So you’ve been given a plant with spiky leaves but no further information, including the name of the plant. It looks familiar, rather like a dracaena or yucca, but you have no idea what the difference between a yucca and dracaena is. How can you tell which it is? Read on to find out how to tell a yucca from a dracaena plant.
Yucca vs. Dracaena
What’s the difference between yucca and dracaena? While both yucca and dracaena have long strap-like, pointed leaves, this is where the similarities between the two end. First of all, yucca hails from the family Agavaceae and is native to Mexico and the Southwest United States. Dracaena, on the other hand, is a member of the family Asparagaceae, which encompasses an additional 120 species of trees and succulent shrubs.
How to Tell a Yucca from a Dracaena
What other yucca and dracaena differences are there? Yucca is most commonly grown as an outdoor plant, and dracaena is very commonly an indoor houseplant. However, both can be grown either inside or out, depending on the region and type grown. Dracaena thrives in household temperatures and will even do well outside provided temperatures are around 70 F. Once temps drop below 50 F. (10 C.) however, the plant suffers cold damage. Yucca, on the other hand, is native to the hot and arid regions of the Americas and the Caribbean. As such, one would expect that it prefers warm temperatures, and it does for the most part; however, it is tolerant of temperatures down to 10 F. (-12 C.) and can be planted in many climates. Yucca is a small tree or shrub, covered with sword-like, pointed leaves that grow to between 1-3 feet (30-90 cm.) in length. The foliage on the lower portion of the plant is commonly made up of dead, brown leaves. Although dracaena also has long pointed leaves, they tend to be more rigid than those of yucca. They are also darker green and, depending upon the cultivar, may even be multi-hued. Dracaena plants also usually, although not always, depending upon the cultivar, have multiple trunks and look much more like a real tree than that of yucca. There is, in fact, another similarity besides the pointed leaves between yucca and dracaena. Both plants can get fairly tall, but since dracaena is more of a houseplant, pruning and the choice of cultivar generally keep the plant’s size down to a more manageable height. Additionally, on dracaena plants, when the leaves die, they fall from the plant, leaving a characteristic diamond shaped leaf scar on the stem of the plant. When leaves die on yucca, they tend to remain adhered to the trunk of the plant and new leaves push out and grow atop them.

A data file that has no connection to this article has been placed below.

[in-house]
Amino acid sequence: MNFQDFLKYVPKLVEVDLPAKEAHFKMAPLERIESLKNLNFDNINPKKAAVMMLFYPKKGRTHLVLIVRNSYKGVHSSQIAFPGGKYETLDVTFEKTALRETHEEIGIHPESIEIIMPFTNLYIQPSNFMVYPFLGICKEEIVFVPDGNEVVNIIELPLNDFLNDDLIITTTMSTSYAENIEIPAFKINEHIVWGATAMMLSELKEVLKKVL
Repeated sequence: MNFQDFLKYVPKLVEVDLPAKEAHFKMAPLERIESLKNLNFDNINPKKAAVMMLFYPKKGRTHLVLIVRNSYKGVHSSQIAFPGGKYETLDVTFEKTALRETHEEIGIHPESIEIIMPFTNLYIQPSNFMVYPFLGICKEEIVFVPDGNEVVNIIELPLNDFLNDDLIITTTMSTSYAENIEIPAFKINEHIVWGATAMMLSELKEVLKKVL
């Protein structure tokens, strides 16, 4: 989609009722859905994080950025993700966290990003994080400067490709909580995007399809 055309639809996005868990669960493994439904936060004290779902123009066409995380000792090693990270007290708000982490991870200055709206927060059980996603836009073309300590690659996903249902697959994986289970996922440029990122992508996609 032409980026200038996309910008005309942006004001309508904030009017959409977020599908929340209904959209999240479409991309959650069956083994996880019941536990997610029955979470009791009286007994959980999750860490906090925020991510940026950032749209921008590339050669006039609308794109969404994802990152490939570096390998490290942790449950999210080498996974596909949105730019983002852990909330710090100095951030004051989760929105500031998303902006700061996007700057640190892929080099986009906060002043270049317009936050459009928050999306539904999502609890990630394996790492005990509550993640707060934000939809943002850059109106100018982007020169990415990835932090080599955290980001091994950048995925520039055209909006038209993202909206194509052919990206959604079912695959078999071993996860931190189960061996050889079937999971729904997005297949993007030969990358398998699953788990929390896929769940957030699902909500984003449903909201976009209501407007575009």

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Amy Grant has been gardening for 30 years and writing for 15. A professional chef and caterer, Amy's area of expertise is culinary gardening.
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